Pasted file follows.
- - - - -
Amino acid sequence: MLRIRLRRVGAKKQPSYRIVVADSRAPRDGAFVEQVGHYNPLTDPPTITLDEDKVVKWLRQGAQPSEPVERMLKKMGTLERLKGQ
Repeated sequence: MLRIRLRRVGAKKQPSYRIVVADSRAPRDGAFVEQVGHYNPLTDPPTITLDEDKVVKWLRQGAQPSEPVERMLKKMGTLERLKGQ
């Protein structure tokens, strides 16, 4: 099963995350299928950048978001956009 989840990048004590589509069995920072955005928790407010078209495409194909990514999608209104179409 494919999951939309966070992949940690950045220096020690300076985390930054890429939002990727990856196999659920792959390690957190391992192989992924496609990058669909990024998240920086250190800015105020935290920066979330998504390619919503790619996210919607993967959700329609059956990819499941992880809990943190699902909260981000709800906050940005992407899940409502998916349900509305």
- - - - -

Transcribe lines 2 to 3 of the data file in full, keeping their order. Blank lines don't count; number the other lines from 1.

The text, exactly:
Repeated sequence: MLRIRLRRVGAKKQPSYRIVVADSRAPRDGAFVEQVGHYNPLTDPPTITLDEDKVVKWLRQGAQPSEPVERMLKKMGTLERLKGQ
């Protein structure tokens, strides 16, 4: 099963995350299928950048978001956009 989840990048004590589509069995920072955005928790407010078209495409194909990514999608209104179409 494919999951939309966070992949940690950045220096020690300076985390930054890429939002990727990856196999659920792959390690957190391992192989992924496609990058669909990024998240920086250190800015105020935290920066979330998504390619919503790619996210919607993967959700329609059956990819499941992880809990943190699902909260981000709800906050940005992407899940409502998916349900509305």